i think measuring a resistor is different than measuring a coil resistance, isnt?, i never measured a coil resistance,

the main power supply is a 220v in / 24v out with no other informations about it like amperes......., also there is no informations about the coil,
and the coil is not small and i am kind of sure that the coil work with around 20v up to 50v DC or even more, but i am sure not less than 20v,
and the magnetic field must be strong because it tilts a solid cylinder which its kind of hard to do it even with hands,
and there is two of these magnetic coils with two cylinders and they do the seem job,
i will add more picture of the motor and the coils for more details,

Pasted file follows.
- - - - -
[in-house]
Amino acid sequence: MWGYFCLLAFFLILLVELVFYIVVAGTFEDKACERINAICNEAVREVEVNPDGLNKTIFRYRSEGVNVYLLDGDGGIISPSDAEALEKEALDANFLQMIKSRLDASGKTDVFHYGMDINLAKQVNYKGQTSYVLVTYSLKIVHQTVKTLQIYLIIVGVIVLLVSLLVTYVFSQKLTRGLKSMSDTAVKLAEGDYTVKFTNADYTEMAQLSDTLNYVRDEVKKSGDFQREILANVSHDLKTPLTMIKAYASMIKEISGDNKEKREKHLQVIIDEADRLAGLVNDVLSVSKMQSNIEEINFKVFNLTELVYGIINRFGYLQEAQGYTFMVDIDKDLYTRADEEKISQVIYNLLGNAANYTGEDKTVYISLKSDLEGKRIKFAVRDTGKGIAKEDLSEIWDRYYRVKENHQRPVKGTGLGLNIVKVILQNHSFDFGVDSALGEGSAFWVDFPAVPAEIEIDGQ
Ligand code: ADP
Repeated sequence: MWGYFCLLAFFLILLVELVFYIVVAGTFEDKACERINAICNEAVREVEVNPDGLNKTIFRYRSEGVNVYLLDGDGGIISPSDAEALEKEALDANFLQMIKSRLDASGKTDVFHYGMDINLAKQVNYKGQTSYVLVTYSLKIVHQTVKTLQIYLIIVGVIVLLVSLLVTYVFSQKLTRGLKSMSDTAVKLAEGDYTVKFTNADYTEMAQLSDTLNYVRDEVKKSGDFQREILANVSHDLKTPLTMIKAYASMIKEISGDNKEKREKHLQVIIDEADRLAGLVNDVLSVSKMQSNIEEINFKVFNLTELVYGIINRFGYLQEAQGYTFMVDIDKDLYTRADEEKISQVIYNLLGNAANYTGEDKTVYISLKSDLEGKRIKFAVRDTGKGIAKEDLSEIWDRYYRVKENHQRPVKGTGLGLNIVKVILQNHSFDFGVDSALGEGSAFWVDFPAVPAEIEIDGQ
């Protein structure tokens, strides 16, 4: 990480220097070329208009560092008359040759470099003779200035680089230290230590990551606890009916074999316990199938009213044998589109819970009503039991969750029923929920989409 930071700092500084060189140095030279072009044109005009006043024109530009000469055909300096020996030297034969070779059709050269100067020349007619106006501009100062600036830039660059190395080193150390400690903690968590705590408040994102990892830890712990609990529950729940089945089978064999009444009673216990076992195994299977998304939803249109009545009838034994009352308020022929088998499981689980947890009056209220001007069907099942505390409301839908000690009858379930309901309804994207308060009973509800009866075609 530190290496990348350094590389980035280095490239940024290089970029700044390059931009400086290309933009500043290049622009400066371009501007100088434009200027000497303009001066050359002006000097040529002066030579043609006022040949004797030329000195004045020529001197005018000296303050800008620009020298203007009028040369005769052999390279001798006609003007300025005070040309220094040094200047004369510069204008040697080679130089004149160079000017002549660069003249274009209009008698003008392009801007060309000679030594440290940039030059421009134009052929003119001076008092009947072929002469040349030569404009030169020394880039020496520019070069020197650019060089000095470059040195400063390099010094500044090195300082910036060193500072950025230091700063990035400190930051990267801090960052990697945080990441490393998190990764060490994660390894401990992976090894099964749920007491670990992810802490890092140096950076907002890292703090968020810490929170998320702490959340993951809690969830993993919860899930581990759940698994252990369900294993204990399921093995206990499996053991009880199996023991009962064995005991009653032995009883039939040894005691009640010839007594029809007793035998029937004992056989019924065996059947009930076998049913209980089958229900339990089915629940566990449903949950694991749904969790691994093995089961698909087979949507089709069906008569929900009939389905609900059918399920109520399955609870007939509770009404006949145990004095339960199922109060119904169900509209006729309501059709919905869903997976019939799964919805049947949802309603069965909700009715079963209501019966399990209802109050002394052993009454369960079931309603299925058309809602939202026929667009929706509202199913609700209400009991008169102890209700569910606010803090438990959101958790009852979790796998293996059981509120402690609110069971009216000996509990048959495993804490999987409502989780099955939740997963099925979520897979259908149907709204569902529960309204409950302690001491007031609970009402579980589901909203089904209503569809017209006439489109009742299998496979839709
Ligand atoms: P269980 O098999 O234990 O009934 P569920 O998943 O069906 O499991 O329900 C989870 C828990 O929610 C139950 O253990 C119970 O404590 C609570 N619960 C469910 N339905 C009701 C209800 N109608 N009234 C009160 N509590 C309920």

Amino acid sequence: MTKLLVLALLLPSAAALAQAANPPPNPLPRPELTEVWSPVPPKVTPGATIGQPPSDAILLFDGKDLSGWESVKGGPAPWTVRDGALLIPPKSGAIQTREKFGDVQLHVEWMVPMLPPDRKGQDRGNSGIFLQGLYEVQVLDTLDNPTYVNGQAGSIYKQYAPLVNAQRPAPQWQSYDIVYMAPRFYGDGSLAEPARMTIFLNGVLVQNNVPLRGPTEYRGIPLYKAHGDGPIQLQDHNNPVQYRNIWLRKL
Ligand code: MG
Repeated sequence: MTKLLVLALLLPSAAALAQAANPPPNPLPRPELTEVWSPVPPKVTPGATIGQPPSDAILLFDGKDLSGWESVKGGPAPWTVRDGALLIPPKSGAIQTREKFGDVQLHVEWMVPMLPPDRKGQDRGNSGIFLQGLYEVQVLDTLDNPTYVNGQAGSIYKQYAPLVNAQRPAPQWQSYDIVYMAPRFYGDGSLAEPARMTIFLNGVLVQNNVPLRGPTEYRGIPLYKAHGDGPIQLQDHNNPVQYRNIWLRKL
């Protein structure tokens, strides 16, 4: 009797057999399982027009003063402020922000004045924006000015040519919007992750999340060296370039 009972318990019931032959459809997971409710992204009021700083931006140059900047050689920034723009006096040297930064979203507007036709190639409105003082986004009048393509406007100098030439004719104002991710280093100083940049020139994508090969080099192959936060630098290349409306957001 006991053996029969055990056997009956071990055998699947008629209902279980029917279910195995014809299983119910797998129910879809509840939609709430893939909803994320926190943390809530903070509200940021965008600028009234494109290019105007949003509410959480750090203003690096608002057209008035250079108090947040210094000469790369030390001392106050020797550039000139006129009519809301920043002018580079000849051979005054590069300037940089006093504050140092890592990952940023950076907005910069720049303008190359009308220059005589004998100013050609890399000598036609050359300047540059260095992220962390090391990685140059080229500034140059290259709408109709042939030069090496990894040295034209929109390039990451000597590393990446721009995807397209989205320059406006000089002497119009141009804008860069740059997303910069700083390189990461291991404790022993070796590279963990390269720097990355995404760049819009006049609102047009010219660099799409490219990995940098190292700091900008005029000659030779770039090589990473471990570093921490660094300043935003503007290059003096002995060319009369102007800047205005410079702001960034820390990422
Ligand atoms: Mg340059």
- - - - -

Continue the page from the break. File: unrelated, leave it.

thanks again.
1.jpg 1.jpg 1.jpg transform.jpg transform.jpg 2.jpg 5.jpg 6.jpg 7.jpg 8.jpg 9.jpg 10.jpg 11.jpg 12.jpg 13.jpg
 

Bluejets

Oct 5, 2014
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Label shows tappings 1 and 5 for 240v ac input.
If you are inputting 220v as you say, then you need to change the tappings to suit otherwise output will be different from your expected 24.
Possibly not a big deal but just noted.

Coil resistance just as any other resistance can be measured with a basic multimeter, no fancy gear required.
That would be for dc operation but as mentioned earlier, cannot measure the impedance for ac that way.
You are trying to operate the "coil" (no idea which one ...or two...or whatever) on dc ....why???
If they were built for ac the laminations and core will have normally a different structure.